The first Englishman to make it to the World Cup final since 1974 will take to the pitch on Sunday in the form of Yorkshire-born referee Howard Webb.
The 38-year-old former police sergeant, from Rotherham, has been chosen for the final by Fifa’s referees committee, it was announced yesterday.
Webb and his assistants, Darren Cann and Michael Mullarkey, will officiate in the final on Sunday between Spain and Holland at Johannesburg’s Soccer City.
The last Englishman to referee the final was Jack Taylor in 1974.
Webb hung up his helmet and took a five-year career break from South Yorkshire Police in 2008 so he could concentrate on refereeing.
During the Euro 2008 games he caused controversy when he awarded a penalty to Austria in the 92nd minute against Poland.
He has refereed three matches in this year’s World Cup so far, starting off with Spain’s shock defeat by Switzerland.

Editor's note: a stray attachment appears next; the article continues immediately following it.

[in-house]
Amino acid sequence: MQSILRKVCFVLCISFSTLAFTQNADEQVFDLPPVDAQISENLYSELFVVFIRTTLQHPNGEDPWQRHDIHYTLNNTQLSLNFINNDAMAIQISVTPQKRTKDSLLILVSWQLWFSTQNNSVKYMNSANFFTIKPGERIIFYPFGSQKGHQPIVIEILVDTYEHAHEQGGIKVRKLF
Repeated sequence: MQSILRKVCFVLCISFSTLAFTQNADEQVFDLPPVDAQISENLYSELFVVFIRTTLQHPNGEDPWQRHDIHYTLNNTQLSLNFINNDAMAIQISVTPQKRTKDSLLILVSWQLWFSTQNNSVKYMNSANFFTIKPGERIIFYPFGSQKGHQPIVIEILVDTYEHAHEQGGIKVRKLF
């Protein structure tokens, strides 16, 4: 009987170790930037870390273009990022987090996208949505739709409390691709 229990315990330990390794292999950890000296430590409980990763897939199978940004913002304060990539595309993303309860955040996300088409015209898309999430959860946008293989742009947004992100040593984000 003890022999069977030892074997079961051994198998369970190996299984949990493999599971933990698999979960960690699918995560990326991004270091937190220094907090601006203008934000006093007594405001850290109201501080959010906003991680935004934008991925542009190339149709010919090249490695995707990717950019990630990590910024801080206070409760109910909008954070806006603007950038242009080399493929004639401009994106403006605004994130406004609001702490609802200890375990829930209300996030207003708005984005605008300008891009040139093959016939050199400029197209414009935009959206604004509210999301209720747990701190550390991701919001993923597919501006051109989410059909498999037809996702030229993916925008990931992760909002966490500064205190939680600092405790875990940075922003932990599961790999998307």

He followed these with the Brazil v Chile game and Slovakia v Italy.
He started his career on the pitch by refereeing locally at the age of 19, following in the footsteps of his father, who was also a referee.
In 2000, at the age of 29, he was included on the National List of Football League referees and three years later he was selected as a Premiership referee. In 2005, aged 34, he received his Fifa badge.
Webb will make a little piece of football history in that he will become the first person to have refereed the Champions League or European Cup final and the World Cup final in the same year.
He has emerged as the Premier League’s leading referee following the retirement of Graham Poll, the last World Cup referee from England.